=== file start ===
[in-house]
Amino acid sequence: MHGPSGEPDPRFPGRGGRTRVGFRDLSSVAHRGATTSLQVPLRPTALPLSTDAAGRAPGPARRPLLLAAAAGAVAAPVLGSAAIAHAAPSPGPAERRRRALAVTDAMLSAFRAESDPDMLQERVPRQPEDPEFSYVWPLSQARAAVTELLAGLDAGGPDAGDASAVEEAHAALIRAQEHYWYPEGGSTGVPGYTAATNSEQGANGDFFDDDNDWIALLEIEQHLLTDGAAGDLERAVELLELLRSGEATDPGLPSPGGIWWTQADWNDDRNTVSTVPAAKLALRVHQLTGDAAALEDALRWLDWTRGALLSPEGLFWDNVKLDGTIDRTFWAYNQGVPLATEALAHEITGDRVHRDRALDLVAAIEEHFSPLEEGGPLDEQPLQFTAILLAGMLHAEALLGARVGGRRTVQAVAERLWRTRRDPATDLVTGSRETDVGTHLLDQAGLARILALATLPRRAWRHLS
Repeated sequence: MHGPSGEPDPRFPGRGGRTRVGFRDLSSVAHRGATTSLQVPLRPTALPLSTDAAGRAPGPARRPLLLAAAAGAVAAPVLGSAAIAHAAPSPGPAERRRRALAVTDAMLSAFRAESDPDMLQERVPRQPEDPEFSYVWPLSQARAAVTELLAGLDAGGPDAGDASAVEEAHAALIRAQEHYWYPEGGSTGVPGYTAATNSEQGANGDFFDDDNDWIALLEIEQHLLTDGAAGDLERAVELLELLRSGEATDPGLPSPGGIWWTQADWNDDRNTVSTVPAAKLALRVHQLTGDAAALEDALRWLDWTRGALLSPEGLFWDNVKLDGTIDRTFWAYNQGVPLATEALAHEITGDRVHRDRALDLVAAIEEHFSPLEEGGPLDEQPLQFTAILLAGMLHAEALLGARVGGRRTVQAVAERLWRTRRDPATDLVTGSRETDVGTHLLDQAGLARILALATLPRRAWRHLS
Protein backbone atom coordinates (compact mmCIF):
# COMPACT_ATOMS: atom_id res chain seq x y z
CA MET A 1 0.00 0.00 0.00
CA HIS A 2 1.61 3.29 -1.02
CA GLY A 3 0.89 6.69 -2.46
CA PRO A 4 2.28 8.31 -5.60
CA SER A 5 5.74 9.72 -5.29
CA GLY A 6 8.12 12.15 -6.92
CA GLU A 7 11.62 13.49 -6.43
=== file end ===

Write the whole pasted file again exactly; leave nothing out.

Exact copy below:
[in-house]
Amino acid sequence: MHGPSGEPDPRFPGRGGRTRVGFRDLSSVAHRGATTSLQVPLRPTALPLSTDAAGRAPGPARRPLLLAAAAGAVAAPVLGSAAIAHAAPSPGPAERRRRALAVTDAMLSAFRAESDPDMLQERVPRQPEDPEFSYVWPLSQARAAVTELLAGLDAGGPDAGDASAVEEAHAALIRAQEHYWYPEGGSTGVPGYTAATNSEQGANGDFFDDDNDWIALLEIEQHLLTDGAAGDLERAVELLELLRSGEATDPGLPSPGGIWWTQADWNDDRNTVSTVPAAKLALRVHQLTGDAAALEDALRWLDWTRGALLSPEGLFWDNVKLDGTIDRTFWAYNQGVPLATEALAHEITGDRVHRDRALDLVAAIEEHFSPLEEGGPLDEQPLQFTAILLAGMLHAEALLGARVGGRRTVQAVAERLWRTRRDPATDLVTGSRETDVGTHLLDQAGLARILALATLPRRAWRHLS
Repeated sequence: MHGPSGEPDPRFPGRGGRTRVGFRDLSSVAHRGATTSLQVPLRPTALPLSTDAAGRAPGPARRPLLLAAAAGAVAAPVLGSAAIAHAAPSPGPAERRRRALAVTDAMLSAFRAESDPDMLQERVPRQPEDPEFSYVWPLSQARAAVTELLAGLDAGGPDAGDASAVEEAHAALIRAQEHYWYPEGGSTGVPGYTAATNSEQGANGDFFDDDNDWIALLEIEQHLLTDGAAGDLERAVELLELLRSGEATDPGLPSPGGIWWTQADWNDDRNTVSTVPAAKLALRVHQLTGDAAALEDALRWLDWTRGALLSPEGLFWDNVKLDGTIDRTFWAYNQGVPLATEALAHEITGDRVHRDRALDLVAAIEEHFSPLEEGGPLDEQPLQFTAILLAGMLHAEALLGARVGGRRTVQAVAERLWRTRRDPATDLVTGSRETDVGTHLLDQAGLARILALATLPRRAWRHLS
Protein backbone atom coordinates (compact mmCIF):
# COMPACT_ATOMS: atom_id res chain seq x y z
CA MET A 1 0.00 0.00 0.00
CA HIS A 2 1.61 3.29 -1.02
CA GLY A 3 0.89 6.69 -2.46
CA PRO A 4 2.28 8.31 -5.60
CA SER A 5 5.74 9.72 -5.29
CA GLY A 6 8.12 12.15 -6.92
CA GLU A 7 11.62 13.49 -6.43